Decorative concrete details for Australian children’s centre by M3 Architecture

- in EXTERIOR DESIGN, KINDERGARTENS
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From the architect: This project acts as a strong, fort-like home for abused children.

Brisbane studio M3 Architecture developed the building for the campus of James Cook University in Townsville. The building’s structure references the off-form concrete and blockwork structures of the original 1960s campus by architect James Birrell. But the stark concrete surfaces are softened by the curving shapes, as well as by the surrounding greenery.

The new project asks what a public realm agenda for children might be like – and not just any children, but those who are in the kind of circumstances so as to require this facility.

Containing administration facilities, daycare and a suite of therapy spaces, the centre is separated into three structures. These are connected by a concrete canopy with curved edges, designed to trace the shapes created by the branches of nearby trees. The interior spaces provide a warm and bright environment with plenty of wooden surfaces and large windows enhancing the sense of connection with nature.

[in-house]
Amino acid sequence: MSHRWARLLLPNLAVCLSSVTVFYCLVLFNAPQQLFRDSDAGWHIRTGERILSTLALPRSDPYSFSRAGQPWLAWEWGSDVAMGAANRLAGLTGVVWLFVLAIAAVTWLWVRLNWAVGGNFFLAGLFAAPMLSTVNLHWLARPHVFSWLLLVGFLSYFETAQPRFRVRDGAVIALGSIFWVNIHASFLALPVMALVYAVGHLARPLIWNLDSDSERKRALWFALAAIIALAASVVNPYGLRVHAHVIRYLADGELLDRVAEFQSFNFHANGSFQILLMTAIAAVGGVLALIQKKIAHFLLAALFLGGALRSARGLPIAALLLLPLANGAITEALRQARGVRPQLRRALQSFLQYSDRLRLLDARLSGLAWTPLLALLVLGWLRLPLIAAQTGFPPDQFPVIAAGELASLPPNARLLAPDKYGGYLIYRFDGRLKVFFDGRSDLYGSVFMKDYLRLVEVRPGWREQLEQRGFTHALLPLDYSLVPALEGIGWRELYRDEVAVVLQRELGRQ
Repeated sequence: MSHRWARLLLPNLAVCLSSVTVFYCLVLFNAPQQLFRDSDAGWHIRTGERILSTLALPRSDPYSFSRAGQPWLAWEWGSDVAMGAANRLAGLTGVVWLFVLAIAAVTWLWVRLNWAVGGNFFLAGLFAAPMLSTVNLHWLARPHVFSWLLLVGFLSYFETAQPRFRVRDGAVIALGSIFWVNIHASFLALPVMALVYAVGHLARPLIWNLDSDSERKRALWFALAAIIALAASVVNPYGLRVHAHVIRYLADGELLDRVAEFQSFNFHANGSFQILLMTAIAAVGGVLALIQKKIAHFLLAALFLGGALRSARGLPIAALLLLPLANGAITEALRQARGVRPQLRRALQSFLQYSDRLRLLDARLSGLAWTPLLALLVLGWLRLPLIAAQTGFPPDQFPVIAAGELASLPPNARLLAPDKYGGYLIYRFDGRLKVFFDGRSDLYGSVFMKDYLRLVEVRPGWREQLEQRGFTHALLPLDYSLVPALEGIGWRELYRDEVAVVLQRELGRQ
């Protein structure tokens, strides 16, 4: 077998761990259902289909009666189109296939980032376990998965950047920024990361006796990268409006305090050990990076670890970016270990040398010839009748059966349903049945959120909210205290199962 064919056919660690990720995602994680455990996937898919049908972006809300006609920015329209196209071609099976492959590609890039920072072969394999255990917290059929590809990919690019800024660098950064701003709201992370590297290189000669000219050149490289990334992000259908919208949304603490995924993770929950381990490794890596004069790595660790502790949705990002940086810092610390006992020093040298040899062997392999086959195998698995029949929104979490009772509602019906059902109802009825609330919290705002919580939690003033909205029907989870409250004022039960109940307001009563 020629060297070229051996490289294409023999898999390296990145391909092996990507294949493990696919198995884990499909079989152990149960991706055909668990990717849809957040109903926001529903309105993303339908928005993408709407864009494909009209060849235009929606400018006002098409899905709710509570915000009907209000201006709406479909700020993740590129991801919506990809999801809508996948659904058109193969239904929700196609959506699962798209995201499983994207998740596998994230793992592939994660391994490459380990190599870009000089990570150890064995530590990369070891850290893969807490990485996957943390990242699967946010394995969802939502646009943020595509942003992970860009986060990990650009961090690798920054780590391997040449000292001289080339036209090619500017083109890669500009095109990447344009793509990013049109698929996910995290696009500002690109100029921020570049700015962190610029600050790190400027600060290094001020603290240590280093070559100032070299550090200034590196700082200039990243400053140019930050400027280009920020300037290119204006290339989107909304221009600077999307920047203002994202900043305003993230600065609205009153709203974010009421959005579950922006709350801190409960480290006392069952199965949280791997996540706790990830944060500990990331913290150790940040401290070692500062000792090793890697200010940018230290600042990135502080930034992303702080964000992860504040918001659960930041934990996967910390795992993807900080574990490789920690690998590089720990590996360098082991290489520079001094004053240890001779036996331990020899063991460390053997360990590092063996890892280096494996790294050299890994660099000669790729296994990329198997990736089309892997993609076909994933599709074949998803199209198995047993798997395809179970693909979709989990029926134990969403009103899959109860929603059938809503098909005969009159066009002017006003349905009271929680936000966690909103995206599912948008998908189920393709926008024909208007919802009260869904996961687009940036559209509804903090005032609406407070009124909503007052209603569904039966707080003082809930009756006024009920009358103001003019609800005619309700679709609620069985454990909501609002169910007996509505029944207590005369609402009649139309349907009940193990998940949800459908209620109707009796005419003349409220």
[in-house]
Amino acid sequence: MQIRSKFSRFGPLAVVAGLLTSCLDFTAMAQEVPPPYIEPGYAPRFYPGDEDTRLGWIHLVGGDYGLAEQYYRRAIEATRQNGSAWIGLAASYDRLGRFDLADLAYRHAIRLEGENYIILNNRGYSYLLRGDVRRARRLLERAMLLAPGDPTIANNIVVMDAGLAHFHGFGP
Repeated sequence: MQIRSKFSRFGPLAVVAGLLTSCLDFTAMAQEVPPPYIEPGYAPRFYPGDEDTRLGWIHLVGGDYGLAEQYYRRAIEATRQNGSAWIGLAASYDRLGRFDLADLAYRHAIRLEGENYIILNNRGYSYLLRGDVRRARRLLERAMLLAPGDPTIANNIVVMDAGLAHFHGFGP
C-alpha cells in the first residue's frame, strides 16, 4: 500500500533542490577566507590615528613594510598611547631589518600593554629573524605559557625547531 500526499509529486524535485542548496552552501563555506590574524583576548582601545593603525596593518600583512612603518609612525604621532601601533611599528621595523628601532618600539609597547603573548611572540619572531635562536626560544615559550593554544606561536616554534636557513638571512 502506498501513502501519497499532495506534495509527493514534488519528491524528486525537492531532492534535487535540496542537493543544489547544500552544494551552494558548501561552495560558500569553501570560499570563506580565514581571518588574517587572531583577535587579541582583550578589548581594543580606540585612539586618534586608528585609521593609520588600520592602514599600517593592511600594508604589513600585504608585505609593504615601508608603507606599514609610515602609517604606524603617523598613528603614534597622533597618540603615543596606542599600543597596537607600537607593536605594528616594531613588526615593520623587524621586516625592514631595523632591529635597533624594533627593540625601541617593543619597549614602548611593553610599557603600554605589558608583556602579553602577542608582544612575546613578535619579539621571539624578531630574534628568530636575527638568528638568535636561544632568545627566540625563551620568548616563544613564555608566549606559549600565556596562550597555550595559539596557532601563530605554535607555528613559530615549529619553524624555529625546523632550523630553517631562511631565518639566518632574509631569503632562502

From the architects: “The design is conceived as a concrete block perimeter, with therapy rooms in the inner sanctum, sculpted around two stands of trees, in response to the well-documented benefit that landscape brings to therapy,”

A bull-nosed concrete block was used as the standard unit. This was laid to achieve two patterns – a double stretcher stack bond, and a double stretcher-stretcher bond. The former is used on the front facade where the unit by unit construction of the building can be felt. The latter is used on the side walls, chasing the contours up the hill. At the corner of the building, the blocks intersect and overlap, creating a distinctive pattern of light and shadow.

Protective fences and screens around the edges of the site are constructed using closely spaced logs that reference the surrounding trees. Outdoor play areas and gardens connected to some of the therapy rooms feel protected by the buildings, the trees and the fort-like wooden fences.

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